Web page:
In the realm of professional sport, is there anything more high pressure than following a superstar?
Just ask the guy who replaced Magic Johnson. Or ask the guy who tried to step into the cleats of Dan Fouts.
Or ask Tom Walsh, 21, of El Cajon.
He's the guy who's trying to supplant the San Diego Chicken in the hearts of Padres' fans. It's not been easy.
Walsh is Bluepper, the Padres' rookie mascot. He was picked before the season from 60 applicants.
He was the Scottie Dog at Helix High in La Mesa. Now he's a graphic artist and a student at Palomar College.
The mascot was unveiled on Opening Day (although not named until recently). Invidious comparisons with the Chicken began immediately.
"People would yell, 'We want the Chicken,' " Walsh says. "It was tough. So I got a rubber chicken and put it in my pocket. When people would yell, I'd pull out the rubber chicken and wave it. That made them laugh."
Children had trouble restraining their affection/curiosity toward Bluepper. They punched his fat stomach, pulled his turned-around cap and stepped on his floppy shoes.
A teen-age girl working as an usher was assigned to follow Bluepper and keep the kids under semi-control. That solved one problem but caused another.
Teen-age boys began following Bluepper to get the teen-age girl's attention.
Now Bluepper has a 24-year-old San Diego State student, Dave Joseph, acting as his friendly-persuasion bodyguard. "I'm a deterrent," Joseph explains.
There were other problems, too. Walsh missed 14 games after he got burned when his clothes dryer blew up while he was drying his costume.
Bluepper (That's Padres' blue , plus blooper . Har-de-har-har) walks the stands. He talks to kids, signs autographs, leads cheers, polishes any bald heads he can find, etc.
"We wanted to take it slow and easy, to make sure people accept me," Walsh said. "We've not done a lot of stuff on the field or with players, or skits and routines."
If the crowd is quiet, Walsh downplays his shtick even further.
Monday's night crowd (the smallest of the season) was somnambulant. Bluepper was discreet and minimalist, although he did wipe his rear end with a Dodger pennant in the 10th inning.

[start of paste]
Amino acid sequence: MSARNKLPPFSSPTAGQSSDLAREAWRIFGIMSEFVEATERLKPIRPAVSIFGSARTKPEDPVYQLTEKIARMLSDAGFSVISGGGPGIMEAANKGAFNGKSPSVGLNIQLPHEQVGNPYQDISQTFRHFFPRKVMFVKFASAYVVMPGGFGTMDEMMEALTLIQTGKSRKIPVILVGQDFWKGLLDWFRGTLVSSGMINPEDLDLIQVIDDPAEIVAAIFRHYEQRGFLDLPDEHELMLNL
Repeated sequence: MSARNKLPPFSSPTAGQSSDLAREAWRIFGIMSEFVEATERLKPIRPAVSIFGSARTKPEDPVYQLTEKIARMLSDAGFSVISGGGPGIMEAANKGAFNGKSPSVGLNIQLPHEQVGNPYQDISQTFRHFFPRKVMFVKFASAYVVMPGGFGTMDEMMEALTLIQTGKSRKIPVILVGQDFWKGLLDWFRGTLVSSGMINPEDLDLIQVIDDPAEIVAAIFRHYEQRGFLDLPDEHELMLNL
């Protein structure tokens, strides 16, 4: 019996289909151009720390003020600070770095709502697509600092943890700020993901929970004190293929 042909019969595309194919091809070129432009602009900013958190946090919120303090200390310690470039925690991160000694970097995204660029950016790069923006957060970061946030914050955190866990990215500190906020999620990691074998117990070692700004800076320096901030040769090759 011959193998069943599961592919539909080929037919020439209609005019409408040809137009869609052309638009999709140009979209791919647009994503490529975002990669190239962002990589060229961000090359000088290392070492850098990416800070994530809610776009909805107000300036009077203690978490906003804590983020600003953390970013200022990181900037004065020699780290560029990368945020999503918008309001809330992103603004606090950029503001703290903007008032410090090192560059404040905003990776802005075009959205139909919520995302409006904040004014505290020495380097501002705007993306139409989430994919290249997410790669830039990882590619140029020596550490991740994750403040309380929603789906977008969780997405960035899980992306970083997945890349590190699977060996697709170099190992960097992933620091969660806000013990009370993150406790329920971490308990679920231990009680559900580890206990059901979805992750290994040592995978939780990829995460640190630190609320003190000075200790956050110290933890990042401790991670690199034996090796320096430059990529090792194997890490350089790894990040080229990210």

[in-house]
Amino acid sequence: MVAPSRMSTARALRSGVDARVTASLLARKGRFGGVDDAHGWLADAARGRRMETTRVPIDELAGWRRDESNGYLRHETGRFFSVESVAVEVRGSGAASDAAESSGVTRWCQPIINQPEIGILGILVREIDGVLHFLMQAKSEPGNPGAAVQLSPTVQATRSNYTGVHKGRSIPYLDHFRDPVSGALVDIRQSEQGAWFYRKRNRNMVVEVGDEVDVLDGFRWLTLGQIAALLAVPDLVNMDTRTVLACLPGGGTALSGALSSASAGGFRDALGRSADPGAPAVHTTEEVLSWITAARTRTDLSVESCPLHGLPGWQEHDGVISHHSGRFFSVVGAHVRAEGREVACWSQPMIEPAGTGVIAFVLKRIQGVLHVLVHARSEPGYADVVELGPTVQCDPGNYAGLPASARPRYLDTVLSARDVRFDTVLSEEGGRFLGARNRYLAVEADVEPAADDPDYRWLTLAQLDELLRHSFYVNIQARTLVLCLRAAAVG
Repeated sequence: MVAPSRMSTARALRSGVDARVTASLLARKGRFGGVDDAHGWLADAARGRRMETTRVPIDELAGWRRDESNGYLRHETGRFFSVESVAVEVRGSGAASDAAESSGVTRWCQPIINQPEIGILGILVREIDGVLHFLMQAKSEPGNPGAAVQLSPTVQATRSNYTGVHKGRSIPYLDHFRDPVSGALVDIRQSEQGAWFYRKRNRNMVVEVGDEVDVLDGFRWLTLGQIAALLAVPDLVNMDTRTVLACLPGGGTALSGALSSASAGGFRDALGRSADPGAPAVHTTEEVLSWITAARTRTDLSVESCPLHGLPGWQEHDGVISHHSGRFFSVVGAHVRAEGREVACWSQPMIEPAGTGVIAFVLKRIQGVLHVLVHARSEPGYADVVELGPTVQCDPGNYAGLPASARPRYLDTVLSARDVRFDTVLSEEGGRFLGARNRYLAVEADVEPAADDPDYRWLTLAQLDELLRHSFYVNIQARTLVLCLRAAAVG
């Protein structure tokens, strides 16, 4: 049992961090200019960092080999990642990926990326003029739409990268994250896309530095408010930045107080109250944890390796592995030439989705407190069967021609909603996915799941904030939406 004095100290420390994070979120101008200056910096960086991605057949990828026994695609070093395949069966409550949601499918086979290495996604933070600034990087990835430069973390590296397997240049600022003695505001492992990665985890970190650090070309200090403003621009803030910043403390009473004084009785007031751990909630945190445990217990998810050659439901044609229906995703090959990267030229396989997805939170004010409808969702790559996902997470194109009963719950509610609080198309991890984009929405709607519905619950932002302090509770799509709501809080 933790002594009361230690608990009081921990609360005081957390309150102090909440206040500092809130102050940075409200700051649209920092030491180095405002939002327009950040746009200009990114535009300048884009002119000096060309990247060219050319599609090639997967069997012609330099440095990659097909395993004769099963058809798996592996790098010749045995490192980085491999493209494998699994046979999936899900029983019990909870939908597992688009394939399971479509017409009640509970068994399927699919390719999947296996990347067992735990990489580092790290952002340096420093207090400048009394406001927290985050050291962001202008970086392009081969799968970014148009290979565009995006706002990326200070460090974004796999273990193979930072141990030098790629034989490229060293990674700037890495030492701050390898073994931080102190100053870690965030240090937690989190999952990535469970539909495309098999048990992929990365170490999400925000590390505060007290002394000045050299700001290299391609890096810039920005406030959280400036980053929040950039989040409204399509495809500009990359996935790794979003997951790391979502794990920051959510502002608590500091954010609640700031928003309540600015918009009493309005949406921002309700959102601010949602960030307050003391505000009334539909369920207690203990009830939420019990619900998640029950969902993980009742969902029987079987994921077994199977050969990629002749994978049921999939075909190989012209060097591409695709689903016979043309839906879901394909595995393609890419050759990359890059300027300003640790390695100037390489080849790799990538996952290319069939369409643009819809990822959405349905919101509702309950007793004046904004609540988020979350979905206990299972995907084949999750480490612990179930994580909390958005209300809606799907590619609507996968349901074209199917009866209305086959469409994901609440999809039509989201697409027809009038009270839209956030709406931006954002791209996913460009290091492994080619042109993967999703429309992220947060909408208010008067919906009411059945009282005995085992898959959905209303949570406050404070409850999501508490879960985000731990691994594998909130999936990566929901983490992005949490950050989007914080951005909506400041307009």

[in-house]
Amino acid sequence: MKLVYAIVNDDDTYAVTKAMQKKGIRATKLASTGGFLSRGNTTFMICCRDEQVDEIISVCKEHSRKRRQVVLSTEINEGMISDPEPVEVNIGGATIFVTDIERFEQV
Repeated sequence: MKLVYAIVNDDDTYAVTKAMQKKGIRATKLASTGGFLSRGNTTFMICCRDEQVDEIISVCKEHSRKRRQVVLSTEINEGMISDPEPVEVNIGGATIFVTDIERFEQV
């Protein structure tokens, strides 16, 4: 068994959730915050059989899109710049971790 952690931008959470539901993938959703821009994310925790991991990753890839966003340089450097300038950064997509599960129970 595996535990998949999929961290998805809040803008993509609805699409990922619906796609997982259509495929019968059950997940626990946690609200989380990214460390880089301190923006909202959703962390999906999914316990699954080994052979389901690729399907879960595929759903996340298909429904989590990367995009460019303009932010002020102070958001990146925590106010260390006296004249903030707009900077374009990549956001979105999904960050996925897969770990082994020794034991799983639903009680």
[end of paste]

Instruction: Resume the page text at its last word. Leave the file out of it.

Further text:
It's been a long season: "It's taken almost a whole year where the crowd finally warmed up to me, and they know who I am."
The last thing Walsh wanted was what happened to the Moose, the mascot of the Seattle Mariners. Moose came on too strong too quickly; soon the newspapers were staging a plebiscite on Moose's future.
"Moose survived by the narrowest of margins," Walsh says. "It hurt his credibility."
Walsh has a hero: the Phillie Phanatic. "The Phanatic is on top of the game," Walsh says.
Walsh is jazzed. On Oct. 3, the Cardinals are flying him to St. Louis as part of a roundup of all 11 major league mascots. He's eager to talk shop.
"Sometimes I feel I'm the only one doing this," he says.
The Committee of 100 that owns the Padres is pleased with Walsh's Bluepper. A spokesman says there is a "99% chance" that he will return next season.
Figure it: That's a lot better vote of confidence than the ownership has given to manager Greg Riddoch. But that's another story.
No Commander in Chief
* Your tax dollars at work.
Yes, Air Force One did make a short hop, sans President Bush, from North Island Naval Air Station to Miramar Naval Air Station on Monday.
Bush arrived at North Island on Sunday, but his handlers wanted the big plane repositioned to Miramar so he could make a quicker getaway after his speech at Los Penasquitos Canyon Reserve.
"It was either that or have the motorcade take another 20 minutes to North Island," explained a White House spokeswoman.
* Whitney Southwick, reporter at KNSD (Channel 39) from 1979 to 1990, is maitre d' at Trophy's sports bar-restaurant in Mission Valley.
* It wasn't scheduled, but one of the more popular exhibitions at the Action Sports Beach Expo at the Convention Center last weekend was a young woman getting her nipples pierced for designer jewelry.
A (large) crowd formed (very) quickly.
* San Diego bumper sticker: "I Smoked Pot With Bill Clinton and We Didn't Inhale . . . Much."